of colonists in Virginia
, the power of the natives was
despised; their strongest weapons were such arrows as they could shape without the use of iron, such hatchets as could be made from stone; and an English mastiff seemed to them a terrible adversary.1
Nor were their numbers considerable.
Within sixty miles of Jamestown
, it is computed, there were no movie than five thousand souls, or about fifteen hundred warriors.
The whole territory of the clans which listened to Powhatan as their leader or their conqueror, comprehended about eight thousand square miles, thirty tribes, and twenty-four hundred warriors, so that the Indian
population amounted to about one inhabitant to a square mile.2
The natives, naked and feeble compared with the Europeans, were no where concentrated in considerable villages, but dwelt dispersed in hamlets, with from forty to sixty in each company.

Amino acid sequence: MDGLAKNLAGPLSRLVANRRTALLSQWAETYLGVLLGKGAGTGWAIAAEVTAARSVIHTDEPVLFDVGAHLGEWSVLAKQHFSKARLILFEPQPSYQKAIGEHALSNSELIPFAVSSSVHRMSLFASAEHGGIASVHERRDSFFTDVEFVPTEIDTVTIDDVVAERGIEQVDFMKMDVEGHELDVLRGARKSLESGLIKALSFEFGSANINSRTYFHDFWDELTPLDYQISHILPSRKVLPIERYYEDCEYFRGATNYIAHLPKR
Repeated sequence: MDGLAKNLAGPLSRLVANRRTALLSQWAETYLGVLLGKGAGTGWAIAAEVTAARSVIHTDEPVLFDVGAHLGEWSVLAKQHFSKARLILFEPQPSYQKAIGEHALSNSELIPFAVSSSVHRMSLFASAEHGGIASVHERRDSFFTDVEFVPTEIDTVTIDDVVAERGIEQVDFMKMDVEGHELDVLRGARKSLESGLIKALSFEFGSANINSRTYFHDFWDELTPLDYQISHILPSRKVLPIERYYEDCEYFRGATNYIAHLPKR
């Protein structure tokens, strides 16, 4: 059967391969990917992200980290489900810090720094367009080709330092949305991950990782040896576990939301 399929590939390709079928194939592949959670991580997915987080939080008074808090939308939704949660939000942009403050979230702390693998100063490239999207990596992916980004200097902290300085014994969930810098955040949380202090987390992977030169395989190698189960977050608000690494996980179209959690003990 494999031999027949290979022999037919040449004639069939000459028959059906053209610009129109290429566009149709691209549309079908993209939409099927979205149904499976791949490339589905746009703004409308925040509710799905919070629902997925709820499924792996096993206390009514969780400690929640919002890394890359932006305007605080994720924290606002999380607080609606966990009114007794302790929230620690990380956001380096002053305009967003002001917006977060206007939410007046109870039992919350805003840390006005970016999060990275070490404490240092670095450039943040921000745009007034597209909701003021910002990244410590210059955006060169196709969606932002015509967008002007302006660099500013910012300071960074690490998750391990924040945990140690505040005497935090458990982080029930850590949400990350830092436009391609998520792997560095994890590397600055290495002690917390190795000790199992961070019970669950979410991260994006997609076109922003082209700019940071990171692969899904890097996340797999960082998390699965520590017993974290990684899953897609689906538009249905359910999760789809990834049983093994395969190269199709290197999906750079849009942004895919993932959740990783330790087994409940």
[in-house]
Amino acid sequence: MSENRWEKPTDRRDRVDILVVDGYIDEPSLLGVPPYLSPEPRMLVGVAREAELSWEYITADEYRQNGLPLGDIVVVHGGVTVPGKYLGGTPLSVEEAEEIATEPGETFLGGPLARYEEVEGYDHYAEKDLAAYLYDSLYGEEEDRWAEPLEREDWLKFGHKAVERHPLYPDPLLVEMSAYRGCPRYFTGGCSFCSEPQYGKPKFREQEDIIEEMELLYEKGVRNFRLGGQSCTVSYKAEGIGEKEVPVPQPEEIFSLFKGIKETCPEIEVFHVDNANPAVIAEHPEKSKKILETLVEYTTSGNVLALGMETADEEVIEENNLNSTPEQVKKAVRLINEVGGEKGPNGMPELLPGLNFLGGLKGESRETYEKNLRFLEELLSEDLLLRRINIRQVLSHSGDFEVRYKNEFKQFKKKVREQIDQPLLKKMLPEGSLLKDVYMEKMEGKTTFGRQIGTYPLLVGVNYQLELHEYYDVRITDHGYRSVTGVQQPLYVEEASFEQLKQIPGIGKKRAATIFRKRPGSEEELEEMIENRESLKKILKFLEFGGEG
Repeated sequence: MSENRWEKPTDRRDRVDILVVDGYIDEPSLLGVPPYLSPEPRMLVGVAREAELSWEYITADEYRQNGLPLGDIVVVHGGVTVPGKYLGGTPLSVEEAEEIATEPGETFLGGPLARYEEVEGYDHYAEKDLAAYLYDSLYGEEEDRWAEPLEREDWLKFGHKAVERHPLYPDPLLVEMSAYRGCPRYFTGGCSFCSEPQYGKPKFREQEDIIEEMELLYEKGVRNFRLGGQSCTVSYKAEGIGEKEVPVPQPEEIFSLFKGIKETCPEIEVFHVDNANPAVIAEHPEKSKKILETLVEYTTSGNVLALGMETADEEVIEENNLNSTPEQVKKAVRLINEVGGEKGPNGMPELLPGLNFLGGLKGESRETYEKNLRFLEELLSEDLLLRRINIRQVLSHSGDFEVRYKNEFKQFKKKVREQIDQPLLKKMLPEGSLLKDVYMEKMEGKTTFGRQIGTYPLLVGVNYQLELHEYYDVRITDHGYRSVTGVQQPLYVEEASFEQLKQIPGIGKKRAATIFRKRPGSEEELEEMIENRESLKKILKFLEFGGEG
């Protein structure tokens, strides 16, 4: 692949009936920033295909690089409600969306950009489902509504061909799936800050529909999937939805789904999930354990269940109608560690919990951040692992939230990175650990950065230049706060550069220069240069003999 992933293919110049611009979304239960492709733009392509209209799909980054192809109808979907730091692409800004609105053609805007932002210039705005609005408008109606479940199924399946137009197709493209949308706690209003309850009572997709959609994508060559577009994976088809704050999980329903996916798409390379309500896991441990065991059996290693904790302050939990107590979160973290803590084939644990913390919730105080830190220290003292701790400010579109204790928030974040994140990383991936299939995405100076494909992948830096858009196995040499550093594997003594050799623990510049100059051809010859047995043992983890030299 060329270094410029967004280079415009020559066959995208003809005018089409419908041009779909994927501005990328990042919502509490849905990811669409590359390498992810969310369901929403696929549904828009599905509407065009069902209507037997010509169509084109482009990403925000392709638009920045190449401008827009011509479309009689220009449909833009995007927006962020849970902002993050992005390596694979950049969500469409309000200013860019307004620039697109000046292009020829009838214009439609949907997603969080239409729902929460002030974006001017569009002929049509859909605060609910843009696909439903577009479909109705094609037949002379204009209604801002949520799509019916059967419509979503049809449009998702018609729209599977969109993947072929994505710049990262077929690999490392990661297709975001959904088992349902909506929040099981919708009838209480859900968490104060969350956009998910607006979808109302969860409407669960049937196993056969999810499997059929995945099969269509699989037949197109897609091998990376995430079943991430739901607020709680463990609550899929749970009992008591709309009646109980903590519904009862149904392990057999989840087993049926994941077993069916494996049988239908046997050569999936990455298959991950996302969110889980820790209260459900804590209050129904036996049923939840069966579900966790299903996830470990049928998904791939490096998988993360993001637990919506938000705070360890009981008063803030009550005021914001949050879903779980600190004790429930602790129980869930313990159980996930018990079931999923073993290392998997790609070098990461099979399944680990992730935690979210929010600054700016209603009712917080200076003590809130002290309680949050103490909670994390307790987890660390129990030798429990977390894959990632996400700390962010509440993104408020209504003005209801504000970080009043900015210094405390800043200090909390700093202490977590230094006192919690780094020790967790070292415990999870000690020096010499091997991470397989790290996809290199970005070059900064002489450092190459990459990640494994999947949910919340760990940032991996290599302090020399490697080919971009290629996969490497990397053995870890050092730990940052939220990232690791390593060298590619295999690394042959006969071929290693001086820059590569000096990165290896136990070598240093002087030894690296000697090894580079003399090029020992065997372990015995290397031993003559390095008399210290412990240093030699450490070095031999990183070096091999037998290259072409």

Few places had more than two hundred; and many had less.3
It was also unusual for any large portion of these tribes to be assembled together.
An idle tale of an ambuscade of three or four thousand is perhaps an error for three or four hundred; otherwise it is an extravagant fiction, wholly unworthy of belief.4 Smith
once met a party, that seemed to amount to seven hundred; and, so complete was the superiority conferred by the use of fire-arms, that with fifteen men he was able to withstand them all.5
The savages were therefore regarded with contempt or compassion.
No uniform care had been taken to conciliate their